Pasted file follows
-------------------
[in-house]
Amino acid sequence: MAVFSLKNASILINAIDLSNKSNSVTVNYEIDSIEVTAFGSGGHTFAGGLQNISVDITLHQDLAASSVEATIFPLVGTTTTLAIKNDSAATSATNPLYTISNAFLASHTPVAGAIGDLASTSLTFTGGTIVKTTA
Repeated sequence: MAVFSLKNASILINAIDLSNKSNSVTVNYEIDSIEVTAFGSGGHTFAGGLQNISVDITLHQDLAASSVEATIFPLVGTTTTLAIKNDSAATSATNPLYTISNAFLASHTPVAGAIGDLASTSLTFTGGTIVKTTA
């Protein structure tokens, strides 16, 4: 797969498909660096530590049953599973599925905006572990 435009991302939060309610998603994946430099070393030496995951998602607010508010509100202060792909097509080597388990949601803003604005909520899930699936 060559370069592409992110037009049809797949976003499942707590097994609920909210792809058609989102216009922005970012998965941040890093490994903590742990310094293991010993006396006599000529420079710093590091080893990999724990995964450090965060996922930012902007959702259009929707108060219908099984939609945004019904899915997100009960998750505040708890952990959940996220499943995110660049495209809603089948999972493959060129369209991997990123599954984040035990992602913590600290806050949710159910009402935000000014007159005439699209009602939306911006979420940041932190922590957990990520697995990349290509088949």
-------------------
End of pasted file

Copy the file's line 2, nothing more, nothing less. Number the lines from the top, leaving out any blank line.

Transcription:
Amino acid sequence: MAVFSLKNASILINAIDLSNKSNSVTVNYEIDSIEVTAFGSGGHTFAGGLQNISVDITLHQDLAASSVEATIFPLVGTTTTLAIKNDSAATSATNPLYTISNAFLASHTPVAGAIGDLASTSLTFTGGTIVKTTA